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What Happens if a Custodial Parent Dies?

What Happens if a Custodial Parent Dies?

Children involved in custody battles go through so much emotionally. What happens when the custodial parent passes away and there are minor children involved? The child/children’s life is then potentially turned upside down not only with the passing of a parent but also their home life. They may possibly have to change schools, make new friends, and get used to a new home living with someone else — usually the other parent.

Typically when a custodial parent dies, it is usually not complicated for the noncustodial parent to obtain custody. It is still advisable to enlist the help of a family law attorney experienced in child custody to ensure the process runs smoothly and to be aware of any possible issues.

One Parent Dies While Married

If one parent passes away and the parents were married and both held custody, the custody of the child/children will automatically pass to the surviving parent. Most states will permit grandparents and other relatives to ask for visitation rights as well.

Death after Parents are Divorced

If the parent that had sole custody passes away, in order for the other parent to get custody they may have to go through the court to obtain custody. This is true when the parent has a history of drug use, child abuse or crime. Again, the court must look at what would be in the best interests of the child/children. If there is no negative history, the other parent can at least get temporary custody of the child/children until the court decides on permanent placement. The process is less difficult if the parents shared custody.

Custodial Parent Remarries Then Dies

The situation can become difficult if the custodial parent remarries and then passes away, now leaving a stepparent. The court will look at the relationship the child/children has with the stepparent and the length of time they were together.

If the stepparent adopted the child/children, their custodial rights will be equal or better than the biological father. Many times, in order for the stepparent to adopt the child/children, the noncustodial parent has to terminate their rights as a parent. This order cannot be reversed with the exception of new adoption.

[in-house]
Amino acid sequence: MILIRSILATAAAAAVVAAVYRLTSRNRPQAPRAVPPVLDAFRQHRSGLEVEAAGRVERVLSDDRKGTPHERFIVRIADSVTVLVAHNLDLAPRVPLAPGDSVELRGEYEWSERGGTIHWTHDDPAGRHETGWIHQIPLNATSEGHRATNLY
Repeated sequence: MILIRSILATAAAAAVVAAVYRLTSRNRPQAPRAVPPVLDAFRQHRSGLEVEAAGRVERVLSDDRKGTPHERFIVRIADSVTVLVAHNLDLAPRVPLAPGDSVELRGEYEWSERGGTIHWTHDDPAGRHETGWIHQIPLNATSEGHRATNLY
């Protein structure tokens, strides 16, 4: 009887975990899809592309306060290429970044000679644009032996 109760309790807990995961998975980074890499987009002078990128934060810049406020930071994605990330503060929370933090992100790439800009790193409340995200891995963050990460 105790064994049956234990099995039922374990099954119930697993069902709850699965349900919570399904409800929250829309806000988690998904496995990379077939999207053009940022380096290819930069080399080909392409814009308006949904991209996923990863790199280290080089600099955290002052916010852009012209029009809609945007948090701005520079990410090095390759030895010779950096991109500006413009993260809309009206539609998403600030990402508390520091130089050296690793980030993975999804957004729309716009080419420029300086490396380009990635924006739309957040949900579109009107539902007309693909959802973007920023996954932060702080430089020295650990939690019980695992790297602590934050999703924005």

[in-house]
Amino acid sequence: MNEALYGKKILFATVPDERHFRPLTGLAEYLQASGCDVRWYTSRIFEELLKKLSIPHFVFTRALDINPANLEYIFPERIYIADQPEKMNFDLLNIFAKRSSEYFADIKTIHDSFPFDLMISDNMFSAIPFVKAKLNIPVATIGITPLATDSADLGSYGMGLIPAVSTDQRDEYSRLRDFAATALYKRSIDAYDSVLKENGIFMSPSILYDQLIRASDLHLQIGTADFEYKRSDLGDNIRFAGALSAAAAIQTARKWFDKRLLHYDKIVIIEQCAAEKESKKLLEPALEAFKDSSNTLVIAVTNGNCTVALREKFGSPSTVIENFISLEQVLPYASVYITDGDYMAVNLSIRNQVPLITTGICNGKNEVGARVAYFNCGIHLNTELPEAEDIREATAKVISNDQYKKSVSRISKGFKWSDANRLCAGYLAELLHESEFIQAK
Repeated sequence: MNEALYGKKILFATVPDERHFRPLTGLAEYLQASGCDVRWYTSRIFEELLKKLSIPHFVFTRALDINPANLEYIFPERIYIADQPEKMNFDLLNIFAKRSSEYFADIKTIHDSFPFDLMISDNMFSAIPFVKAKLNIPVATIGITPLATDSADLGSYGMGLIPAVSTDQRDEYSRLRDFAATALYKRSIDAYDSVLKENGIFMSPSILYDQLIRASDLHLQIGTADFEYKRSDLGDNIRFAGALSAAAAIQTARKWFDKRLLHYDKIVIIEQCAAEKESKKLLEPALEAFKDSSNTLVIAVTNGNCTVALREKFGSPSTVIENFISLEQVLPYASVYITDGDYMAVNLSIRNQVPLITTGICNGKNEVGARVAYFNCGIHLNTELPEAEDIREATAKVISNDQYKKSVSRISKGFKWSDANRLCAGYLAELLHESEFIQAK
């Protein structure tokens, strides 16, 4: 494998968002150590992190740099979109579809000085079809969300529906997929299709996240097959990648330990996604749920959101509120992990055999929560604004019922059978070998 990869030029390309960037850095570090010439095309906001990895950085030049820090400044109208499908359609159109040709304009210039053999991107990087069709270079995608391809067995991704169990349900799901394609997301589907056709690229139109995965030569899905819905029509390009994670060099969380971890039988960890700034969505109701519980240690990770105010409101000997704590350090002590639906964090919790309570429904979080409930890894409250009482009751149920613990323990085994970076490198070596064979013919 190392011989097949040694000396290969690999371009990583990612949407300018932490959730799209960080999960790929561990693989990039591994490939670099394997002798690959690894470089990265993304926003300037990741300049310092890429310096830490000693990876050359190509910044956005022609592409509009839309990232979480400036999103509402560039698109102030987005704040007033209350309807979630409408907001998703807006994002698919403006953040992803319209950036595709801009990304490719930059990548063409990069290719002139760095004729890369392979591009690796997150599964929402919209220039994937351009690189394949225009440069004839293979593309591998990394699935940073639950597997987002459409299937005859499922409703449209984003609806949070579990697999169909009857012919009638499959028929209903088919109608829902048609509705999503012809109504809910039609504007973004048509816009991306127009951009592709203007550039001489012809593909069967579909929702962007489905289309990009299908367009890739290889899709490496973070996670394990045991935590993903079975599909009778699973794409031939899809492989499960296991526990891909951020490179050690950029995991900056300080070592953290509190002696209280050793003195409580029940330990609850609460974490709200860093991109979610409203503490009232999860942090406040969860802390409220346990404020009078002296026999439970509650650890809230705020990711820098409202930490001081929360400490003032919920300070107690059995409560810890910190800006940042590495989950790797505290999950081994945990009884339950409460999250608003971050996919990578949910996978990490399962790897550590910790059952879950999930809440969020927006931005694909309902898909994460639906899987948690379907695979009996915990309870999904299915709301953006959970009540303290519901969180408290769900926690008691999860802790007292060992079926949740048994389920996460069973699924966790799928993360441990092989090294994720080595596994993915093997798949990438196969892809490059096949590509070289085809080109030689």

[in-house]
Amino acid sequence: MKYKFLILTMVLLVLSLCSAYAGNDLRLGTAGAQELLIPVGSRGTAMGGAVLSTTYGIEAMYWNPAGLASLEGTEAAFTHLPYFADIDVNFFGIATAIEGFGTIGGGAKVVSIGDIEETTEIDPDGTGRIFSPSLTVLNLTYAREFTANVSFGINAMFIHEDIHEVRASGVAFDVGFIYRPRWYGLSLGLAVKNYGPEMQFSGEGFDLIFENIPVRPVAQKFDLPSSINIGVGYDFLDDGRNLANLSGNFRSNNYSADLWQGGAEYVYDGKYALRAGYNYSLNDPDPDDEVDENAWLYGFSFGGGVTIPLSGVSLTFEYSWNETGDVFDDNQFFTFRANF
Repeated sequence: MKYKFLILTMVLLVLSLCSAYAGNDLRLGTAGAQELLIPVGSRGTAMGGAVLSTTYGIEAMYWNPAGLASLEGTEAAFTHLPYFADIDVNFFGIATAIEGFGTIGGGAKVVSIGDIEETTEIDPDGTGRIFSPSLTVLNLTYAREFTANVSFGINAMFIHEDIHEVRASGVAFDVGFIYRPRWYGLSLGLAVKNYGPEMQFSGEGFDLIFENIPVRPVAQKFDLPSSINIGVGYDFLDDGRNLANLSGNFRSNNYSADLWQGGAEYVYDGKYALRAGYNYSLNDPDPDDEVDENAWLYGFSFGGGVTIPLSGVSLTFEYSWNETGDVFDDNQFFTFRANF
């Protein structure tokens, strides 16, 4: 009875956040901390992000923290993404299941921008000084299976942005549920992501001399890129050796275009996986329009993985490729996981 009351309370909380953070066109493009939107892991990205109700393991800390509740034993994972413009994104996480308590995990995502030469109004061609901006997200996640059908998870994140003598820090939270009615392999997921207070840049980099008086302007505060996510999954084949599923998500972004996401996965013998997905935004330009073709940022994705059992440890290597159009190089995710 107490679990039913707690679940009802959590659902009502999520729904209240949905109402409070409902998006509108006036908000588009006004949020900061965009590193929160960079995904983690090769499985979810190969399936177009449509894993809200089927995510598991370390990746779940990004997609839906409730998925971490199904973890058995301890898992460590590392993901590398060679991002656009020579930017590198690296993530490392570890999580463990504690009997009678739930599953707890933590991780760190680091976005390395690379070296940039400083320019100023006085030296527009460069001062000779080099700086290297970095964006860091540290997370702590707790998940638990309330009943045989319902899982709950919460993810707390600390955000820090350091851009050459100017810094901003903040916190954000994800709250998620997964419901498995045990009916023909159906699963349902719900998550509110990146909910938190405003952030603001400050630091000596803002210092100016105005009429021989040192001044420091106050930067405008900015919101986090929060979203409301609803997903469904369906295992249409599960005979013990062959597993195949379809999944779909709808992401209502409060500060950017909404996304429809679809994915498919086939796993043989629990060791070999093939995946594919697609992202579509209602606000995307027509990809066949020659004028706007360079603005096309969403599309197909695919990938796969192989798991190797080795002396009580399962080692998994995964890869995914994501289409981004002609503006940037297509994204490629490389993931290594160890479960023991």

If the child/children were not adopted by the stepparent, the parental rights are not terminated and the parent can ask the court for custody and even be awarded temporary custody until the order is final. The stepparent and the deceased’s relatives may also file for visitation rights.

Parents are Not Married and Custodial Parent Dies

If the noncustodial parent can provide proof that they are related to the child, the court usually deems staying with a biological parent is in the best interest of the child/children, unless there are situations where the biological parent is judged to be unfit to have custody of the child/children.

The Death of Both Parents

In the event that both parents die, the most common scenario is for a relative to provide custody for the child/children. Generally, the court will first seek grandparents, then brothers or sisters. If the court is not able to find a guardian through either family or friends, the child/children may become a ward of the state.

Contact an Attorney

Enlisting the assistance of an experienced family law attorney in the event of the death of a custodial parent can help ensure the primary objective is looking out for the best interests of the child/children.

 

Source: Child Custody Modification Lawyer Frisco, TX, Scroggins Law Group

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